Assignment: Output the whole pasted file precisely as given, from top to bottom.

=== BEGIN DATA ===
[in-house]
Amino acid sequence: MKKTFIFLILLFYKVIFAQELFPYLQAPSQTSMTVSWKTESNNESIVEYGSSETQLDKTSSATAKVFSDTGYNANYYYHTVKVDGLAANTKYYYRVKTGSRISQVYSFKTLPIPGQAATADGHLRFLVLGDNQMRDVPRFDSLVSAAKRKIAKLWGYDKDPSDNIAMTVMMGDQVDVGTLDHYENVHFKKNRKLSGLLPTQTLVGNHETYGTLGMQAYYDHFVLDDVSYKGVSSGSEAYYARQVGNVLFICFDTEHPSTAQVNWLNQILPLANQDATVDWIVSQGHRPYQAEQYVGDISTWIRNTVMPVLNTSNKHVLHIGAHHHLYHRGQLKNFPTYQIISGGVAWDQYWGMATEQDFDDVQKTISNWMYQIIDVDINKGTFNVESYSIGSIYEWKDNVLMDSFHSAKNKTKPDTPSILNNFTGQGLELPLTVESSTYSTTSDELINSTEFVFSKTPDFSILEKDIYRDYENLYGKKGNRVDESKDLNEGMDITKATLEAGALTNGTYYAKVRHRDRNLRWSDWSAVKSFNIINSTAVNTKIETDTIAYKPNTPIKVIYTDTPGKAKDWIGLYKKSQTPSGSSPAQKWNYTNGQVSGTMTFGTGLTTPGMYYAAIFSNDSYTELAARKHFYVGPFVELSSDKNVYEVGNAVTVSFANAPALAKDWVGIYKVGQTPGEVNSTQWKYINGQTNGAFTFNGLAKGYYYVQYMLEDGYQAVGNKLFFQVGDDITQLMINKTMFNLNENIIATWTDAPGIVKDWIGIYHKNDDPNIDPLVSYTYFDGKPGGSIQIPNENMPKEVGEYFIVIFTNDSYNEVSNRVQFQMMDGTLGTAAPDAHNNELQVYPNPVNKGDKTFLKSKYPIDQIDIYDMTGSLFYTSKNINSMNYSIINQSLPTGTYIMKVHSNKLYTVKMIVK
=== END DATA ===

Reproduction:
[in-house]
Amino acid sequence: MKKTFIFLILLFYKVIFAQELFPYLQAPSQTSMTVSWKTESNNESIVEYGSSETQLDKTSSATAKVFSDTGYNANYYYHTVKVDGLAANTKYYYRVKTGSRISQVYSFKTLPIPGQAATADGHLRFLVLGDNQMRDVPRFDSLVSAAKRKIAKLWGYDKDPSDNIAMTVMMGDQVDVGTLDHYENVHFKKNRKLSGLLPTQTLVGNHETYGTLGMQAYYDHFVLDDVSYKGVSSGSEAYYARQVGNVLFICFDTEHPSTAQVNWLNQILPLANQDATVDWIVSQGHRPYQAEQYVGDISTWIRNTVMPVLNTSNKHVLHIGAHHHLYHRGQLKNFPTYQIISGGVAWDQYWGMATEQDFDDVQKTISNWMYQIIDVDINKGTFNVESYSIGSIYEWKDNVLMDSFHSAKNKTKPDTPSILNNFTGQGLELPLTVESSTYSTTSDELINSTEFVFSKTPDFSILEKDIYRDYENLYGKKGNRVDESKDLNEGMDITKATLEAGALTNGTYYAKVRHRDRNLRWSDWSAVKSFNIINSTAVNTKIETDTIAYKPNTPIKVIYTDTPGKAKDWIGLYKKSQTPSGSSPAQKWNYTNGQVSGTMTFGTGLTTPGMYYAAIFSNDSYTELAARKHFYVGPFVELSSDKNVYEVGNAVTVSFANAPALAKDWVGIYKVGQTPGEVNSTQWKYINGQTNGAFTFNGLAKGYYYVQYMLEDGYQAVGNKLFFQVGDDITQLMINKTMFNLNENIIATWTDAPGIVKDWIGIYHKNDDPNIDPLVSYTYFDGKPGGSIQIPNENMPKEVGEYFIVIFTNDSYNEVSNRVQFQMMDGTLGTAAPDAHNNELQVYPNPVNKGDKTFLKSKYPIDQIDIYDMTGSLFYTSKNINSMNYSIINQSLPTGTYIMKVHSNKLYTVKMIVK